Running Vista Without a Net

I’ve been running my eval copy of Vista (as a virtual machine) for a couple of weeks now and it’s a strange feeling. No, it has nothing to do with the new user interface (most of which won’t run in my virtual machine anyway), User Account Protection (UAP), or any of the new features. It’s because I’m running without any AntiVirus running. At all. And I can’t, for the life of me, think of any reason to install it yet. It’s there. This little zip file sitting on my desktop trying to tempt me into releasing it from the confines of its uninstalled bundle. It calls to me as I sleep, whispering fears of sending Office macro viruses to my family or being unprepared as that just-detected 1-day worm wheedles its way past my firewalls into the heart of my OS. But I resist the temptation as I banish the file to the depths of a subdirectory. Waiting to be called upon when needed, but imprisoned in the bowels of my file structure until the most desperate of times. As someone who practices safe email and browsing habits I often wonder if I need desktop AV at all. I don’t run it on my Mac and I don’t run it on my XP Home PC (that isn’t ever used for email or inappropriate browsing). I only use it on my corporate desktop, where it’s never found anything despite destroying my system performance every Wednesday at lunch, and I’m well protected with our email server AV (which is definitely necessary). Thus there’s no reason to run it on an OS for which there isn’t a single known worm or virus. It’s not like signature-based AV will catch any of the rumored 0days floating around, and my generally safe browsing habits limit my exposure anyway. I’d consider this feeling of freedom strange if I haven’t been experiencing it on my Mac for the past year. Now you Windows users can know what freedom really feels like. At least for now… Share:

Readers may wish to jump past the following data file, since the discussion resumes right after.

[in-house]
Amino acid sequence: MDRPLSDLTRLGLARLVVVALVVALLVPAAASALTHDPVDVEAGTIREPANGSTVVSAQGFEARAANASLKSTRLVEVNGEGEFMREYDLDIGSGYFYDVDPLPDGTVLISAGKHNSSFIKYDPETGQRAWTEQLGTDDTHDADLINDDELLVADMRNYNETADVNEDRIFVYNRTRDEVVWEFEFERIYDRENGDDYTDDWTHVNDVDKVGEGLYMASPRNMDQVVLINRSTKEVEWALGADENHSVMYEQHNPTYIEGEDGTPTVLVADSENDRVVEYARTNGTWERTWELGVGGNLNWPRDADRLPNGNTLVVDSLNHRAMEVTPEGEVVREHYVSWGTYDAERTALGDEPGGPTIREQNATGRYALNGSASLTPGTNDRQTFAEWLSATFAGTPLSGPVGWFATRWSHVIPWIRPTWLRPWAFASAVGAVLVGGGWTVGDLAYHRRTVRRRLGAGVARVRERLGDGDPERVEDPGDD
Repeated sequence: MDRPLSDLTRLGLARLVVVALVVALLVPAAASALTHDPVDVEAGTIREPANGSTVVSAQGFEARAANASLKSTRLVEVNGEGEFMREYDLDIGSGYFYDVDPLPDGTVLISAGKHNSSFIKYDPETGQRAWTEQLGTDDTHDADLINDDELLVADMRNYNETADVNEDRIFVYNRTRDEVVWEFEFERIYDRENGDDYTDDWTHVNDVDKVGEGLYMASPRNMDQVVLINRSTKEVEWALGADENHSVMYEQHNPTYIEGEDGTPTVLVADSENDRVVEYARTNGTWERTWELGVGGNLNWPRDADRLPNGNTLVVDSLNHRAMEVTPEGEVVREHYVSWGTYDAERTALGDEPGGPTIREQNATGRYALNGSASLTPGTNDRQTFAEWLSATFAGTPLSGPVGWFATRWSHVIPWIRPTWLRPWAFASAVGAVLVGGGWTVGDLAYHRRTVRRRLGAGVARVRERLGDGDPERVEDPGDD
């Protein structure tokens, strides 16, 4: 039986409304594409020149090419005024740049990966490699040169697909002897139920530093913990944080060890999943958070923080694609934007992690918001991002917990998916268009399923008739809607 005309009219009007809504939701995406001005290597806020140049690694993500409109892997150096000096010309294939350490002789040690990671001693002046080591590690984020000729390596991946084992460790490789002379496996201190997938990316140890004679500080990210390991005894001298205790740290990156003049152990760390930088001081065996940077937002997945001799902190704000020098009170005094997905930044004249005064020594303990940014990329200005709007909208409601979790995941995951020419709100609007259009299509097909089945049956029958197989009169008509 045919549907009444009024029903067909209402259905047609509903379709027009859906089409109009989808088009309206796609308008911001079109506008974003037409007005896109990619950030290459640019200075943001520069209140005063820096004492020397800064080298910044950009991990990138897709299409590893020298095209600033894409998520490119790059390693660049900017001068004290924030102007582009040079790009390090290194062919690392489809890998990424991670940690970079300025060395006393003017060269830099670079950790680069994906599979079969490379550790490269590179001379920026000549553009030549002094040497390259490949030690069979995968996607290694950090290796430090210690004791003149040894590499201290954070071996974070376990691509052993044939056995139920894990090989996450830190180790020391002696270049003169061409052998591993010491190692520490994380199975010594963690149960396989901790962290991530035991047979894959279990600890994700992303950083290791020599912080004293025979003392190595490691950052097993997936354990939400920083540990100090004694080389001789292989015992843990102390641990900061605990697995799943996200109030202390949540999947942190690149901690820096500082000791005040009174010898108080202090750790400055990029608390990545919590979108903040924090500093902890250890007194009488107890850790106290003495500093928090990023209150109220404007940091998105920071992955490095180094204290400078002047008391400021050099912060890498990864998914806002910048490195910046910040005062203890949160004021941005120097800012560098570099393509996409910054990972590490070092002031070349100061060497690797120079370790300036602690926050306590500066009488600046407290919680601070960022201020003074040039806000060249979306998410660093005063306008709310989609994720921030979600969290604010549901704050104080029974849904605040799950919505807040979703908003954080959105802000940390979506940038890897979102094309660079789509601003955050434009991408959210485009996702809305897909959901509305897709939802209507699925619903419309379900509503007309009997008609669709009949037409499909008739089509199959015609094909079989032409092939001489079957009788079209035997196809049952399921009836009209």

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Capital One Wants to Give My Dead Business a Credit Card

Back before Gartner I ran my own consulting/development business for a while. It was reasonably successful, but when a better opportunity came up I shut down operations and joined the company that Gartner eventually acquired. I closed the business about 7 years ago. There are no remaining bank accounts, domains registered to it, business licenses, or anything else possibly connected to it. The old domain name still exists (registered to me personally) since it’s my permanent email, but the website forwards to my joke evilsquirrel site. I ran the business out of Boulder and have moved twice since then, with neither address being associated with the dearly departed corporation. Thus, for the life of me, I can’t figure out why Capital One is sending my dead business credit card solicitations to my current residential address. As far as I can tell there must be some database somewhere with the remnants of the old corp, tied to my SSN (as President and CEO), and they naturally assume I might want one of their credit cards. They’ve connected this with some current database of addresses and tracked me down as an individual to my current address. Don’t you think their fraud systems might consider offering credit to an unregistered, unlicensed business a bit of a risk? And you wonder why we have an identity theft problem?!? It has nothing to do with the Internet, and everything to do with easy credit and abuse of our personal information and databases by financial services. Share:

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